Investment Action Plans
If you've ever made poor investment decisions, you're not alone (and if you haven't, congrats! But keep reading). If you understand why you made them, you may be able to find ways to avoid making the same mistakes or others like them in the future. To help you get started with your action plan, define a personal risk policy, develop an effective investment strategy, and maintain a long-term perspective.
None of this may seem radically different from the approach you've been following. But there is a clearly defined purpose that may not have been a focus before: overcoming your biases to improve your investment performance.
Create a Risk Policy
Instead of trying to define your risk tolerance, which can be hard to nail down, you may want to try creating a proactive risk policy that makes sense for your age, goals, financial situation, and the way you tend to respond to the uncertainties and opportunities of investing.
A risk policy can guide you as you create a core portfolio of broadly diversified equity investments you choose for their long-term promise. Once that portfolio is in place, you can add in other types of investments that supplement or enhance that core.
For example, if you feel a sense of panic when markets are volatile, you may want to add investments to reduce risk exposure even if it means limiting the potential for gains. Or, if you need an above-average return to reach a specific goal with a short time horizon, you can choose promising investments while recognizing that they will increase your exposure to risk and potentially delay reaching your goal if they don't go as planned.
Develop a Strategy
With a risk policy in place, the next step is defining your investment philosophy. In other words, understand why you're investing. When you set goals to know what you want to achieve, you can develop an investment strategy that includes choosing securities, constructing a portfolio, and, importantly, determining when to sell.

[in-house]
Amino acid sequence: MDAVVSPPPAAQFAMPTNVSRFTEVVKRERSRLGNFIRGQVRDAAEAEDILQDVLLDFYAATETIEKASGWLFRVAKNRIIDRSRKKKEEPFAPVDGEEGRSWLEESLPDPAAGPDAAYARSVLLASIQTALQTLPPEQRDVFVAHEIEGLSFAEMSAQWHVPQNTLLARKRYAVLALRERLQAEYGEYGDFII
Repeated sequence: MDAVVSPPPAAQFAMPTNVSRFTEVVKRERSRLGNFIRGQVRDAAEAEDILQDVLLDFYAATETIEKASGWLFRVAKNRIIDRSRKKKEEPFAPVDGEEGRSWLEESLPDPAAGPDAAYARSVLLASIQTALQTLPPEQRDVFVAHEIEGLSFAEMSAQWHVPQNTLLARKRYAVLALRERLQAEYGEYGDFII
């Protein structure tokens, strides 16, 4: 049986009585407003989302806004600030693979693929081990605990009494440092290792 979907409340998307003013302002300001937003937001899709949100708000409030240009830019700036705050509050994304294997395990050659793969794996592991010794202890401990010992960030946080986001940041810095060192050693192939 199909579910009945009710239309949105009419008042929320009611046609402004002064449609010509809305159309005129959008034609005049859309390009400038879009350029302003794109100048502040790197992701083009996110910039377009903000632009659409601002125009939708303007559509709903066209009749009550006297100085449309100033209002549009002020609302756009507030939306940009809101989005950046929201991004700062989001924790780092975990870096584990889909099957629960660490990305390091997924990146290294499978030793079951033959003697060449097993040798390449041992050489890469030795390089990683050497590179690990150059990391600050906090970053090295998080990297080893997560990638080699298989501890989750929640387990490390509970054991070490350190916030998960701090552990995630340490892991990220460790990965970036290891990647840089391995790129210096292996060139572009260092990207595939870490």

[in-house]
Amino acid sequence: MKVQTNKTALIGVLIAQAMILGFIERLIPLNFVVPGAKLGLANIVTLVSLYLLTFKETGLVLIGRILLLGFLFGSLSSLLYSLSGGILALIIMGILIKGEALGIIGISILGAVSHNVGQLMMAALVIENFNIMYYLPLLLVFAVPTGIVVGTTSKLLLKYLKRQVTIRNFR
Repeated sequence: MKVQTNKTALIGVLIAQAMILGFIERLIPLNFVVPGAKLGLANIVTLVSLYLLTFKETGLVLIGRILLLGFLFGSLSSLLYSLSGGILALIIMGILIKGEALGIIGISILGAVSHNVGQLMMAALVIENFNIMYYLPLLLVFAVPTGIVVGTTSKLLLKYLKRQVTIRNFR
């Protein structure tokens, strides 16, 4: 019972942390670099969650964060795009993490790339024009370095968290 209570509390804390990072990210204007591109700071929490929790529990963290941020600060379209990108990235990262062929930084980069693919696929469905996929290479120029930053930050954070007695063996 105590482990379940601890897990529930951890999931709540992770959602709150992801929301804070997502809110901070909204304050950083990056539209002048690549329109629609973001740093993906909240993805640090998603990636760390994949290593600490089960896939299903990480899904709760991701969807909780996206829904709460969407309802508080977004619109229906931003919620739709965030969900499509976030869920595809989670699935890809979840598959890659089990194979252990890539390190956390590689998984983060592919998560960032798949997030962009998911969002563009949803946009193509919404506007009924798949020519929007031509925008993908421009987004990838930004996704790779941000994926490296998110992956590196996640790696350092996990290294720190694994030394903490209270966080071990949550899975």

The first two are undoubtedly part of the advice you've received in the past. But the third is something you may not have thought about in an organized way. The truth is that it's essential to give as much attention to what and when to sell as to what and when to buy.
With rational and consistent criteria for these decisions, you can help head off subjectivity and bias, streamline your decision-making process, and you might even improve your bottom line.
A Plan to Sell
Deciding when to sell before you buy may seem strange at best and maybe even irrational. But having a plan can counteract the common tendency to hold onto poor investments too long and sell good ones too soon. Typically, pride and regret, rather than logic and rationality, are the hallmarks of poor decisions. Analyzing the actual impact of keeping disappointing investments and selling profitable ones (in dollars and cents) will give you a useful weapon to fight your instinct to do the wrong thing.
One way to do this is to look at a historical performance chart for a solid but volatile stock in your portfolio. Analyze what you think the continuing pattern of price fluctuations is likely to be. If it's a poor performer, ask yourself how you feel about having chosen it and what's making you keep it. If it's a strong performer, be honest about why you want to sell it. Candid answers may help you resist the urge to take quick profits at the expense of the potential for long-term gains.
When you craft a selling strategy, remind yourself that limiting the amount of trading you do not only helps to limit transaction costs (which can wipe out small profits), but it can also reduce the high cost of too many short-term capital gains. A small victory over the IRS can be more satisfying than the highs that may be triggered by constant trading.
Putting Things in Perspective Another thing: you shouldn't be surprised if your portfolio drops in value from time to time or if a security turns out to be disappointing. Instead, think ahead about how you'll respond to these inevitable setbacks. Also, be alert to the difference between losses that are the result of a falling market and those that are the result of poor choices.
Your intuition is probably not all that reliable as a guide to making good investments. Intuition has its place, but it can also be shortcut that interferes with sound decision making.
Nothing feeds fear, exuberance, panic, or greed - or the mistakes those emotions generate - more intensely than checking the market day-to-day or even hour-to-hour. You might find value in redirecting short-term attention to a long-term perspective, especially if you have the time to spare. Along an arc that extends ten years or more into the future, even a substantial loss in portfolio value from one month to the next can be a minor blip, and not the end of the world.